Watch: Conor McGregor put through gruelling rounds of sparring with multiple opponents
In exactly three weeks time Conor McGregor and Nate Diaz will resume hostilities in a five round welterweight contest at UFC 202 in Las Vegas’ T-Mobile Arena.
Just a little over five months will have elapsed between their two bouts, but oceans have passed under MMA’s bridge in the interim.
For one, lest we forget, their initial rematch was pulled from UFC 200 after McGregor refused to fulfil media obligations for the event and then put a significant pothole in the digital highway by informing his social media followers that he had retired.
Just weeks beforehand, shockwaves were sent through the sporting world and beyond after the death of Joao Carvalho at an event in Dublin’s National Stadium, where McGregor was in the audience.
Other, comparatively trivial, developments have also occurred. The UFC was sold for a seismic $4bn and, inside the cage, the narrative has progressed.
Rafael Dos Anjos, the man McGregor was supposed to face at UFC 196, is no longer the lightweight champion, having been ruthlessly dethroned by Eddie Alvarez.
Of course, as a late replacement for Dos Anjos, Diaz handed the Dubliner his first promotional loss on a night he was meant to be vying to become the first man ever to concurrently hold titles in two different weight classes – an airtight rear-naked applied by the Californian would force McGregor to tap in the dying embers of the second round.
UFC 200 also threw up its share of talking points, namely Jon Jones and Brock Lesnar both testing positive for banned substances, and Jose Aldo winning the interim featherweight title against Frankie Edgar to set up a mouth-watering potential rematch with McGregor at Madison Square Garden in November.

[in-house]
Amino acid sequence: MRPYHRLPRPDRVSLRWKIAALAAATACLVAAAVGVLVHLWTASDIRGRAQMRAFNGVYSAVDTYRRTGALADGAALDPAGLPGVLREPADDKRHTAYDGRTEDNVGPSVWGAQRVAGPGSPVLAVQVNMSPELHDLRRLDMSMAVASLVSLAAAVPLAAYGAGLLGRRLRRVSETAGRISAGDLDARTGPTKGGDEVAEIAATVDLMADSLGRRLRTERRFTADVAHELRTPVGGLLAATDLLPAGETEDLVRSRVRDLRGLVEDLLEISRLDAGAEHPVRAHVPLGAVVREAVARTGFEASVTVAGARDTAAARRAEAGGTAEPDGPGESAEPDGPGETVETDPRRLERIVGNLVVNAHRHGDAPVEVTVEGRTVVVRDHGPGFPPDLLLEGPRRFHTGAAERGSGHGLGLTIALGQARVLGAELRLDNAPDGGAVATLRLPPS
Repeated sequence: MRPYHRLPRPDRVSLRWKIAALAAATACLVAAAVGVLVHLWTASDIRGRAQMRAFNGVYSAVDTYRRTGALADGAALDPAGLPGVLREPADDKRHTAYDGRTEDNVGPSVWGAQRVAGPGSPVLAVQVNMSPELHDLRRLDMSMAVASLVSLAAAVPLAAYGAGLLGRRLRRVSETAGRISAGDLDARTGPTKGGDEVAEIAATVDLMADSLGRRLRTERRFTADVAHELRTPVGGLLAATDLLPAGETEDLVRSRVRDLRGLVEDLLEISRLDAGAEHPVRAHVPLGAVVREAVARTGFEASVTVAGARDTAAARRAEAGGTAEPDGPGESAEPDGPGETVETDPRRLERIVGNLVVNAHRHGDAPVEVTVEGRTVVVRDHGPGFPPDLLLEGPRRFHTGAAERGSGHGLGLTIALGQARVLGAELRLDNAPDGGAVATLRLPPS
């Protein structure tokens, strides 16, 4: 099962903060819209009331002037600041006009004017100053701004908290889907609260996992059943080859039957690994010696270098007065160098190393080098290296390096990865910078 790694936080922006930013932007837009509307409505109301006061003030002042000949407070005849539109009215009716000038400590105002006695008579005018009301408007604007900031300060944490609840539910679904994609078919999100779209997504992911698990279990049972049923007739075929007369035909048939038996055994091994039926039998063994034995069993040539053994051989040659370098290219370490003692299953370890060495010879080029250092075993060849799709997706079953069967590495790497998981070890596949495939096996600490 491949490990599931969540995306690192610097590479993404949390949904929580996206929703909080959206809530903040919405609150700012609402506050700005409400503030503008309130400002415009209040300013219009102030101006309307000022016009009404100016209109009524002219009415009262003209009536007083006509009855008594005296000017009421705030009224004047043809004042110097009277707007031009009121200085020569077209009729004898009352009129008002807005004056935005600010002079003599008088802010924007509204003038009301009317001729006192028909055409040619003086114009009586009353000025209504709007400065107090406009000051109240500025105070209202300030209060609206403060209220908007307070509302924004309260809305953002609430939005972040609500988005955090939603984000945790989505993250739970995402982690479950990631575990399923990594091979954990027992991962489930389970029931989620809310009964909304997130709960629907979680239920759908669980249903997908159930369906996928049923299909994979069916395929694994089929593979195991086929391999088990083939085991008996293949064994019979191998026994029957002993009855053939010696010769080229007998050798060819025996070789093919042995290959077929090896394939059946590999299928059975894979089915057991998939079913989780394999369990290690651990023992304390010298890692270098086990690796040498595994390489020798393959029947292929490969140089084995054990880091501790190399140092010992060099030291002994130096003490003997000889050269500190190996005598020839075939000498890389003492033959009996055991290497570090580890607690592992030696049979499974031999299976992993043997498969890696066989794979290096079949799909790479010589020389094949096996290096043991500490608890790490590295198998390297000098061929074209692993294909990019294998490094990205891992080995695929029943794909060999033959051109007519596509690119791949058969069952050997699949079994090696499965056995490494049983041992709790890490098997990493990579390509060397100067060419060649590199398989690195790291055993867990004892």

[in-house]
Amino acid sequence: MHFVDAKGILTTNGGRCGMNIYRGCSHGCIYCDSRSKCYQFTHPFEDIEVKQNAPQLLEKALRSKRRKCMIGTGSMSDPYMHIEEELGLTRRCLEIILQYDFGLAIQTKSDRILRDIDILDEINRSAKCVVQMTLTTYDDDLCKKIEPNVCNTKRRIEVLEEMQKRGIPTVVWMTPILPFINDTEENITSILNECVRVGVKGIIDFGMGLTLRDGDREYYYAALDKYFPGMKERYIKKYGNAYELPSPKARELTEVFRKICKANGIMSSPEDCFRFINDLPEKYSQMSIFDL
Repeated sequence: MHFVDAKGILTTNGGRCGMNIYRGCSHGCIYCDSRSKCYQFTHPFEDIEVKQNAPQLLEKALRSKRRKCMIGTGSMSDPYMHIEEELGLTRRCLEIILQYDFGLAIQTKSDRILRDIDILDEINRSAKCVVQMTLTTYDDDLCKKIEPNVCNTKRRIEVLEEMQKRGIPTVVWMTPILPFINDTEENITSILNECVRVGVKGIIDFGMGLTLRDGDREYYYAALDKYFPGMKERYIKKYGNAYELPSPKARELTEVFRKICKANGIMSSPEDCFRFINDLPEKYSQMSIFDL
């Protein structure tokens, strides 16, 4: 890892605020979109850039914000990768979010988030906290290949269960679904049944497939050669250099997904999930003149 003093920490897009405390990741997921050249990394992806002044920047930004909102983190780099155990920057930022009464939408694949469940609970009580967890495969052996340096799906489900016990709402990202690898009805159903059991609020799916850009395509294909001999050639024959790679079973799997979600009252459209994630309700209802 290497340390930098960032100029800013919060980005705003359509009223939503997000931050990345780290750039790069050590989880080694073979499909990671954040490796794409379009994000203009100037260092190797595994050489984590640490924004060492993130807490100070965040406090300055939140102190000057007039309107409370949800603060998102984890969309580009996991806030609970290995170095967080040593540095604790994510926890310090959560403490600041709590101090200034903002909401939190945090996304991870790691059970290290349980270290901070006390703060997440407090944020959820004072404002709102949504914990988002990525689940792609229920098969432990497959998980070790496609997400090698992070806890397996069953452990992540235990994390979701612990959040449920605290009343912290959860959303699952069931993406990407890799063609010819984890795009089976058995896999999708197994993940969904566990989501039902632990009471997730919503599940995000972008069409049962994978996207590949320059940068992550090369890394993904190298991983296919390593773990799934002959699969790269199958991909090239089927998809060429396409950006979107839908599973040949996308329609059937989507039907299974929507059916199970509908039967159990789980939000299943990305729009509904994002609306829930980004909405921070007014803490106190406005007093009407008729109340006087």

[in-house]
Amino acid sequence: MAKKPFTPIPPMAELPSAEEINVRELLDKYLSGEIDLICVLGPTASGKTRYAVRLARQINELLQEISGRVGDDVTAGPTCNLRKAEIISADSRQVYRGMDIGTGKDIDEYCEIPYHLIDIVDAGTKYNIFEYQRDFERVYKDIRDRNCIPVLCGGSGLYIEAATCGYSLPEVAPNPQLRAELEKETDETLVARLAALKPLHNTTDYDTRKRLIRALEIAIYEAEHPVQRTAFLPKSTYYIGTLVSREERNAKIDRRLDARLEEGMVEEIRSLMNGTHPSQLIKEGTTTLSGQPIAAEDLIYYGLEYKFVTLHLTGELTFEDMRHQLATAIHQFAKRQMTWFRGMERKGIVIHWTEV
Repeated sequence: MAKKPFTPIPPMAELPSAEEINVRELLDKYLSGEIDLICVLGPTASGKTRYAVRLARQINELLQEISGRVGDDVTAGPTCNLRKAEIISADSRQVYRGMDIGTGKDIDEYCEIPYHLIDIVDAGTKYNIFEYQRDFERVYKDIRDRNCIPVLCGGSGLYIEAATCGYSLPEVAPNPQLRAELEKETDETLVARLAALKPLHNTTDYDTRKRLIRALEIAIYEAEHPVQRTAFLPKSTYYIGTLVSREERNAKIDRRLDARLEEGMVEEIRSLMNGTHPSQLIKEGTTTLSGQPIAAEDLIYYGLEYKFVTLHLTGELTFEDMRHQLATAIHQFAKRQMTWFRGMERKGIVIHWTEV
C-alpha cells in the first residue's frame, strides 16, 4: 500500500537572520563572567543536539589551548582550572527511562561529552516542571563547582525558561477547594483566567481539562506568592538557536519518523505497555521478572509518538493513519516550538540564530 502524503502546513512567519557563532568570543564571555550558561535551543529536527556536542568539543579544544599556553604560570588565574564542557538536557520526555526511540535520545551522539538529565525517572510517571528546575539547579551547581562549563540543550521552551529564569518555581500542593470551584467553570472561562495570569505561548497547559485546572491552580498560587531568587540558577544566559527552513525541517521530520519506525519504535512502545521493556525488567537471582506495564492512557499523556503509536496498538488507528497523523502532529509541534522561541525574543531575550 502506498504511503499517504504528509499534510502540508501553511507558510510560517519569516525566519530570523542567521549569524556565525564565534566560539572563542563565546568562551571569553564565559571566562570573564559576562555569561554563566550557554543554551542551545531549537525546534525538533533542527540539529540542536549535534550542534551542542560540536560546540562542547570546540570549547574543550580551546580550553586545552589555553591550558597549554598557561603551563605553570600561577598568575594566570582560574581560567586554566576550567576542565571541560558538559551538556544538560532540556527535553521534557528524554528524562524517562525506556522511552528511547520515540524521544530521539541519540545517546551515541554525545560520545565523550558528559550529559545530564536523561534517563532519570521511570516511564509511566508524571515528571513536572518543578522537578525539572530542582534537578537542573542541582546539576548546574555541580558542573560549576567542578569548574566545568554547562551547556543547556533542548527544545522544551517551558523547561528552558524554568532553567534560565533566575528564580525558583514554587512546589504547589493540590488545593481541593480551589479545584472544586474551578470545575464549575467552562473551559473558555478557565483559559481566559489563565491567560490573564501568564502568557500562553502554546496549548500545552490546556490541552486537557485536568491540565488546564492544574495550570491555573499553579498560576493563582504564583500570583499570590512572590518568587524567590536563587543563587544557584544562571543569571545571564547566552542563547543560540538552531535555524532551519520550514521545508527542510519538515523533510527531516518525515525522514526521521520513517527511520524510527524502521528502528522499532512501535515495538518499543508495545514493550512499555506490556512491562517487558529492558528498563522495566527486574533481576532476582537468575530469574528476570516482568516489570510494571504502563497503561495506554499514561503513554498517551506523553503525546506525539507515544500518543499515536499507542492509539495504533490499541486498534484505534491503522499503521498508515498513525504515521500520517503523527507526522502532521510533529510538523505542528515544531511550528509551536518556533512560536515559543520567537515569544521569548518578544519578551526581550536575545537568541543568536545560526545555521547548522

Both McGregor and his coach, John Kavanagh, have described the loss to Diaz as a watershed moment in their joint careers.
Still intoxicated with the euphoria of unseating Aldo last December, a distinct hubris infected their preparation for the grizzly veteran and he duly made them answer for it.
McGregor, getting to forego any sort of weight cut due to the fight being contested at 170lbs., abandoned his usual diet and regime in the week of the bout and, by the midway point of the second stanza, he was evidently exhausted.
Such discrepancies, they say, will never be repeated and, for the first time in his near decade career, McGregor is tailoring his training camp to the specific strengths of an opponent.
Larger sparring partners have been drafted in, namely decorated Irish amateur boxer Conor Wallace who, like Diaz, is a long, rangy southpaw.
Wallace came on the recommendation of Paddy Barnes and Michael Conlan, and has travelled to Vegas with McGregor.
Previously, the Crumlin man sparred with former intercontinental welterweight champion Chris van Heerden, another lanky lefty.
Diaz is a well-versed and potent Brazilian Jiu-Jitsu black belt so the 28-year-old has called on Dillon Danis (above) to supplement his normal grappling preparations.
Kavanagh has predicted that McGregor will dispose of Diaz in the fourth round which, at face value, is quite strange.
McGregor has never been beyond the third in his entire career, while only one man, Josh Thompson, has beaten Diaz by TKO or KO.
One thing is clear, McGregor has more at stake than Diaz, given that consecutive losses would seriously hamper his marketability